16. Apr 28, 2012

### sophiecentaur

"Confusing"? I should say, rather, that we're probably being a bit too simplistic.
Your EM idea is very fair comment and, as we try to get more and more 'ideal' in our thought experiment, it must be the limiting factor for energy loss, as it can't be eliminated, once you've chosen the dimensions of the set up. (Unless you do it all in a silver lined box, of course)

Wouldn't the radiation resistance of a small structure be pretty low (arm waving values) compared with the likely internal resistance of power supply and wires?
Would you really expect an arc when a switch closes? Breaking a circuit when current is flowing through an inductor would certainly be an issue but I think you are going another step deeper if you want to introduce sparks here.

We'd have to be a bit more specific about the actual setup before taking this much further, I think.

17. Apr 28, 2012

### truesearch

I typed 'energy loss charging capacitors' into Google and got a reference to physicsforums :Nov4-06 by jumanicus who also states energy loss by EM radiation....it has already been discussed here!!!!
I hope (I am not certain how to do it) that I am attaching an anaysis of EM radiation loss in capacitors.
In my humble opinion this is the FIRST loss mechanism that should be discussed when dealing with this topic....it is always there. It is a pure physics, fundamental explanation that does not rely on resistance, inductance, dieelectric constant etc.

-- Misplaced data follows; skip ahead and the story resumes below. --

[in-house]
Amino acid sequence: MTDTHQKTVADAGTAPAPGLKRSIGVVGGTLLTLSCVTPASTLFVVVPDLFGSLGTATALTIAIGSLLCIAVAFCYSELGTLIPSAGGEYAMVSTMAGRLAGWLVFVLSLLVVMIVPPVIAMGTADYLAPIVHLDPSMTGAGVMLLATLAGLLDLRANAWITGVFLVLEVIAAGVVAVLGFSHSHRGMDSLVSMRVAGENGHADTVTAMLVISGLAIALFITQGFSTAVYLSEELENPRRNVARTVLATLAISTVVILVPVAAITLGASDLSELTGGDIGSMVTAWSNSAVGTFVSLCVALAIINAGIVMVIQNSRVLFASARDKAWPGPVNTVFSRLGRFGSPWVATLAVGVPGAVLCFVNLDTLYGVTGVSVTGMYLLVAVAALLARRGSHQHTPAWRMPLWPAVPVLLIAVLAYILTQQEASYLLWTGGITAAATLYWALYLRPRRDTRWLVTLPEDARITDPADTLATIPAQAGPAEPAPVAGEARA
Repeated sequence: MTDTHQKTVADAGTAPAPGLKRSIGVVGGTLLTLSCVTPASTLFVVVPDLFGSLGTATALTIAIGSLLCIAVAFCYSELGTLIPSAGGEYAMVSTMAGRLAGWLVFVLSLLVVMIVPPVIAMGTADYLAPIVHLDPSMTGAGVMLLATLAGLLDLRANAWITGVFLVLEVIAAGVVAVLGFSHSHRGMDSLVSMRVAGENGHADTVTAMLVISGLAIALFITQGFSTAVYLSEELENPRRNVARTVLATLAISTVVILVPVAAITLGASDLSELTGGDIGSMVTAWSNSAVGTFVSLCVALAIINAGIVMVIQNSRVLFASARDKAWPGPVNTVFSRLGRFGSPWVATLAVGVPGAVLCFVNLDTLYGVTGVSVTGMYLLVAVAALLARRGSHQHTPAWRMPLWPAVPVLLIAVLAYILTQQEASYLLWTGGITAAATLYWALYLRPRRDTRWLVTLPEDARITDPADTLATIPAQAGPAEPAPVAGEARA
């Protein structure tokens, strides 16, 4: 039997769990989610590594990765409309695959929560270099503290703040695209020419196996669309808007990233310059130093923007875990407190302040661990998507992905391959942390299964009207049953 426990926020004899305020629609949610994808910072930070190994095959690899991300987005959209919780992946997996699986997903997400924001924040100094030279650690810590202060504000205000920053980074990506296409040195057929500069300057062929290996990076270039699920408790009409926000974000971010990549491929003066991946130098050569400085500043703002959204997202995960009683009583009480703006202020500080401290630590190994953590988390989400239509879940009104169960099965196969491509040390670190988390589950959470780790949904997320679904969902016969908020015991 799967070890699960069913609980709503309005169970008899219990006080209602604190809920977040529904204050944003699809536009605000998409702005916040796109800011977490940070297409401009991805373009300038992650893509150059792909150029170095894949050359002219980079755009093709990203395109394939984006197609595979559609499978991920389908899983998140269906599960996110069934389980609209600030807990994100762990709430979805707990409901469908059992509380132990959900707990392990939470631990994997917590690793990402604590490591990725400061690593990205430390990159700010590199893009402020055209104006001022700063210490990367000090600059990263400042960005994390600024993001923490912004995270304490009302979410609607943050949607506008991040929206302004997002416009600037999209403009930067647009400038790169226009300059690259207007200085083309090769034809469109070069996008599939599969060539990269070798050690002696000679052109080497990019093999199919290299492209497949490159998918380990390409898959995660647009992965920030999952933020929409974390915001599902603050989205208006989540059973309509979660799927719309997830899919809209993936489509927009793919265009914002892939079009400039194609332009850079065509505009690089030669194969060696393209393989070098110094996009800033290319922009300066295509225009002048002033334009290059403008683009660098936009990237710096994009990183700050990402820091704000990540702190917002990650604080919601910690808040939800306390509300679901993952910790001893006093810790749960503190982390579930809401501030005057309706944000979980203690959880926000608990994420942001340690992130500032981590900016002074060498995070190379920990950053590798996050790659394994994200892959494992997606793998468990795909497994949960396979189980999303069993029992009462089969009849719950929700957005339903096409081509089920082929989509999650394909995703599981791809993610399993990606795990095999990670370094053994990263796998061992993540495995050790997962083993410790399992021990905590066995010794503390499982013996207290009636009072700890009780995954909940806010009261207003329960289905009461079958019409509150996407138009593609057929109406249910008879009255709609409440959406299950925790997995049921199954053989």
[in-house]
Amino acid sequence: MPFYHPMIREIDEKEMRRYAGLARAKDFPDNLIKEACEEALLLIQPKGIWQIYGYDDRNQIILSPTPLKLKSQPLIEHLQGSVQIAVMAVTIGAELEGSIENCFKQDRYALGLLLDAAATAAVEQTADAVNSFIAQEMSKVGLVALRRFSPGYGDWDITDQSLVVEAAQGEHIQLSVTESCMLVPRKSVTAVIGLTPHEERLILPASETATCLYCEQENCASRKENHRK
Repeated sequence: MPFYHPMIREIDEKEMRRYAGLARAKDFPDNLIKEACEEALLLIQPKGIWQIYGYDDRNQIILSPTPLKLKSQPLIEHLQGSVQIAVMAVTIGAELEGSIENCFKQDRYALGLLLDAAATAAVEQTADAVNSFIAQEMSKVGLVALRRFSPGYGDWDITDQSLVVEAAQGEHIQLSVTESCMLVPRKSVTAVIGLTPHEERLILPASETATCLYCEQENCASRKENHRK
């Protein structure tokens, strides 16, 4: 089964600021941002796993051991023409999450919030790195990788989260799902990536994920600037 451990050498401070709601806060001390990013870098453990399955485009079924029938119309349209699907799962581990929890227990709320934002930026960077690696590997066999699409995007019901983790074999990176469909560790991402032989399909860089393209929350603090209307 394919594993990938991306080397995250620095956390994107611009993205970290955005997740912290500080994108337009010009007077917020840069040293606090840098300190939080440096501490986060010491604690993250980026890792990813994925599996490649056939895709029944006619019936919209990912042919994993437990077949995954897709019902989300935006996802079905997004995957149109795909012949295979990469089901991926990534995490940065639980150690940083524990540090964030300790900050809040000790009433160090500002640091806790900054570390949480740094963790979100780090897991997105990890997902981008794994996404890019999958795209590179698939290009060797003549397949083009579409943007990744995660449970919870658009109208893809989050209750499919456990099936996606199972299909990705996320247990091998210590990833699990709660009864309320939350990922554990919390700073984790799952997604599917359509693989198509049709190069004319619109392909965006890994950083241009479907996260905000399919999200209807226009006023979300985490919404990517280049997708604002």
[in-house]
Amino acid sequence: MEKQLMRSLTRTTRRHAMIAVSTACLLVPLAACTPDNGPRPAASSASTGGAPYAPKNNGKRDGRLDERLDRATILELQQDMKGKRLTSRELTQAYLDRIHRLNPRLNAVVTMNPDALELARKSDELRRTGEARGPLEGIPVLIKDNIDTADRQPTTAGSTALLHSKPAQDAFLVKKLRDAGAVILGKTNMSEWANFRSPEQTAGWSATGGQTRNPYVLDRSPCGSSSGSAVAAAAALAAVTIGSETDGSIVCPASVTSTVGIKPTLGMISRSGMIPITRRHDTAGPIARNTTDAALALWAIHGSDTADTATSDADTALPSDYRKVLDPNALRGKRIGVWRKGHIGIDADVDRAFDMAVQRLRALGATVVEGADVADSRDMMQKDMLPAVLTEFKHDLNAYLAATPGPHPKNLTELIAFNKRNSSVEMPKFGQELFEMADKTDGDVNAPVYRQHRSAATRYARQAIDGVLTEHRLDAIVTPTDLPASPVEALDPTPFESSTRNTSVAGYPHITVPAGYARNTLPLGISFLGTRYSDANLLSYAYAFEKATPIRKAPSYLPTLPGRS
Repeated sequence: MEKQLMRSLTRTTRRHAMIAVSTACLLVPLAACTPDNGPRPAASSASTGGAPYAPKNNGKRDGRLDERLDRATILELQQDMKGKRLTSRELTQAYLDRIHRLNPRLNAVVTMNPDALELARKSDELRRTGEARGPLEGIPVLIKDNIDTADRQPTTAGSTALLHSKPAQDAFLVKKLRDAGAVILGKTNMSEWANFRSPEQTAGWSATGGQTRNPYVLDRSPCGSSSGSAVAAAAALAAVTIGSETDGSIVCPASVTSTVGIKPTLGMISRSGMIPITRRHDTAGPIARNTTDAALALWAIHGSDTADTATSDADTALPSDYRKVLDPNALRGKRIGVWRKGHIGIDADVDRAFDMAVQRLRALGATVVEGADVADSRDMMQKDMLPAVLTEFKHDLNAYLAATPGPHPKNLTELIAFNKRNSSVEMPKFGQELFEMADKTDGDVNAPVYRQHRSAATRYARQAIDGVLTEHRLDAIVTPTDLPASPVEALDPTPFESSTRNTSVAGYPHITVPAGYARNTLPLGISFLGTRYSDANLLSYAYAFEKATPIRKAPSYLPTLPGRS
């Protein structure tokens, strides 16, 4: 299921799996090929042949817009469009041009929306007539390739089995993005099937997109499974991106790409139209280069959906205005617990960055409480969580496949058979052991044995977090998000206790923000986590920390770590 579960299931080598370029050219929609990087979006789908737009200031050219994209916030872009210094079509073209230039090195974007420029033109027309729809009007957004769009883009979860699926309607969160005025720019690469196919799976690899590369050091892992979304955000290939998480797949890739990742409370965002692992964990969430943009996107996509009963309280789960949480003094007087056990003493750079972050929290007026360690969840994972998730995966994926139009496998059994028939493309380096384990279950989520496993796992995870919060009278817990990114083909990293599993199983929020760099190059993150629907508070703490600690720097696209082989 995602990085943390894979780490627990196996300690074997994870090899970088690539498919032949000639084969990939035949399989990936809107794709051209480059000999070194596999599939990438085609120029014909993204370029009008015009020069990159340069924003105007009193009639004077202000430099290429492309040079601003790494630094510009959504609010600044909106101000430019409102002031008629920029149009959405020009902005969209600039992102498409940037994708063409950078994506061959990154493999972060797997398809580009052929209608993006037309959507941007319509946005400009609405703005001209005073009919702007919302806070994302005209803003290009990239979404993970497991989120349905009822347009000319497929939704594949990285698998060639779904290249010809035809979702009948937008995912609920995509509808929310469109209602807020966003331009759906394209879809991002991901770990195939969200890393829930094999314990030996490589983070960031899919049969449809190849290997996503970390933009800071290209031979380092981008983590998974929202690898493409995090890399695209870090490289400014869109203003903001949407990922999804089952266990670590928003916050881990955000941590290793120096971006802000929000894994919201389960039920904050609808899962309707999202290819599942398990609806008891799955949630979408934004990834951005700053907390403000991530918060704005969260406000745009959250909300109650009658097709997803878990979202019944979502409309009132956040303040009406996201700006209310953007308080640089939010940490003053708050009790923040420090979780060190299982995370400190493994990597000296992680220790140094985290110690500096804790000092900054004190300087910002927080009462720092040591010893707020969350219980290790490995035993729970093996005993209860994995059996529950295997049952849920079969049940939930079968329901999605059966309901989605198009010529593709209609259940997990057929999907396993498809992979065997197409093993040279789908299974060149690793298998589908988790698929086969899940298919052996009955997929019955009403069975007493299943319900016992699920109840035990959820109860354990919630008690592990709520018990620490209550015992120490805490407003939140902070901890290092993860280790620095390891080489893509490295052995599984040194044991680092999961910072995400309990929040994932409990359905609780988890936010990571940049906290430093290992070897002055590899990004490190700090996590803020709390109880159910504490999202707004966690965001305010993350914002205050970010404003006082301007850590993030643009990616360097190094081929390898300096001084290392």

How to get sparks....Touch a charged capacitor onto the terminals of an uncharged capacitor (almost zero resistance)
PS: I am a physics teacher and passionate that students get sensible explanations to their questions.

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18. Apr 28, 2012

### Staff: Mentor

And this is reasonable, as the energy released EM radiation is really small, unless you add some fancy oscillators to the setup, charge it with another capacitor and superconducting wires or do something else unusual I don't think of at the moment.

Resistance is always there, too, unless you use superconductors everywhere.

Right.

19. Apr 28, 2012

### truesearch

Would any one agree that the answer to the original post:
"the first answer implies, i think, that energy is required to move charges against the already present charges on the capacitor plate. is this correct?"
is incorrect and a good answer would be :
The energy lost is due to
a) Heat produced in any resistance
b) electromagnetic radiation from the connecting wires
c) sparks (if there are any)

20. Apr 28, 2012

### sophiecentaur

It's certainly always there but it can hardly be thought of as the major loss in most 'real' circumstances. In many ways, it can be looked upon as a bit of a distraction for a student who is probably struggling with the basics of circuits and Maths. It appears as a resistance in series with the Ohmic resistances in the circuit and can be included in the little rectangle that's always drawn in the 'charging a capacitor' circuit.
'Sensible' explanations don't usually bring in yet another can of worms for a poor student to deal with. A level doesn't actually deal with launching em waves into space. What level do you teach?